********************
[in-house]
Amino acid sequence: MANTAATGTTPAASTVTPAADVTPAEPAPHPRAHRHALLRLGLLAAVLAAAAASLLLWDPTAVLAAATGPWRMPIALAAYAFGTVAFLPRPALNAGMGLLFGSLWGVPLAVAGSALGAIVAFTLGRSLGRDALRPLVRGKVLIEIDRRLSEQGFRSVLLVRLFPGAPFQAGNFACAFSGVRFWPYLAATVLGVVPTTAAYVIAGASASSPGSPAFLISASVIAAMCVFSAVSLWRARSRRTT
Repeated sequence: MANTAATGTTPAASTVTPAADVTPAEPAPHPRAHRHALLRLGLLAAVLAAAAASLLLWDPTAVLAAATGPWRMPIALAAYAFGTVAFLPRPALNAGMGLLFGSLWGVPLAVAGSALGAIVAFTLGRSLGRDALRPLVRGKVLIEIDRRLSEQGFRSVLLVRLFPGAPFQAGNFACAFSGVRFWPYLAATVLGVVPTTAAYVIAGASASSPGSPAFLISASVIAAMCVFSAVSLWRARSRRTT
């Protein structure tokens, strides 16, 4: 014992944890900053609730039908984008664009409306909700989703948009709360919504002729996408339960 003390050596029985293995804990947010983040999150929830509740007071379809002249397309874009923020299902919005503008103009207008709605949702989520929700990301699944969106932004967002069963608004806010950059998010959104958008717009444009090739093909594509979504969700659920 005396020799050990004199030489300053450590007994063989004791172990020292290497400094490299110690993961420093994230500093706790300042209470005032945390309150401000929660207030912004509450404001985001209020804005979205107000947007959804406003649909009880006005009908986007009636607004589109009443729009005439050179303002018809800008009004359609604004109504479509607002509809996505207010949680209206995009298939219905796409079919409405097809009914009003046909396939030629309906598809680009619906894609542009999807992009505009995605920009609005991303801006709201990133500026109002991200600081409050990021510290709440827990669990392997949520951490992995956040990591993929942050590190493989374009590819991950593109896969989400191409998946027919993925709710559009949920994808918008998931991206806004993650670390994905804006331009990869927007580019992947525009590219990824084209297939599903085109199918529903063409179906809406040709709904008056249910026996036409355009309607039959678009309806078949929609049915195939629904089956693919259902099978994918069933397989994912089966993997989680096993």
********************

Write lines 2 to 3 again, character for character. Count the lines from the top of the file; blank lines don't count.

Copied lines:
Amino acid sequence: MANTAATGTTPAASTVTPAADVTPAEPAPHPRAHRHALLRLGLLAAVLAAAAASLLLWDPTAVLAAATGPWRMPIALAAYAFGTVAFLPRPALNAGMGLLFGSLWGVPLAVAGSALGAIVAFTLGRSLGRDALRPLVRGKVLIEIDRRLSEQGFRSVLLVRLFPGAPFQAGNFACAFSGVRFWPYLAATVLGVVPTTAAYVIAGASASSPGSPAFLISASVIAAMCVFSAVSLWRARSRRTT
Repeated sequence: MANTAATGTTPAASTVTPAADVTPAEPAPHPRAHRHALLRLGLLAAVLAAAAASLLLWDPTAVLAAATGPWRMPIALAAYAFGTVAFLPRPALNAGMGLLFGSLWGVPLAVAGSALGAIVAFTLGRSLGRDALRPLVRGKVLIEIDRRLSEQGFRSVLLVRLFPGAPFQAGNFACAFSGVRFWPYLAATVLGVVPTTAAYVIAGASASSPGSPAFLISASVIAAMCVFSAVSLWRARSRRTT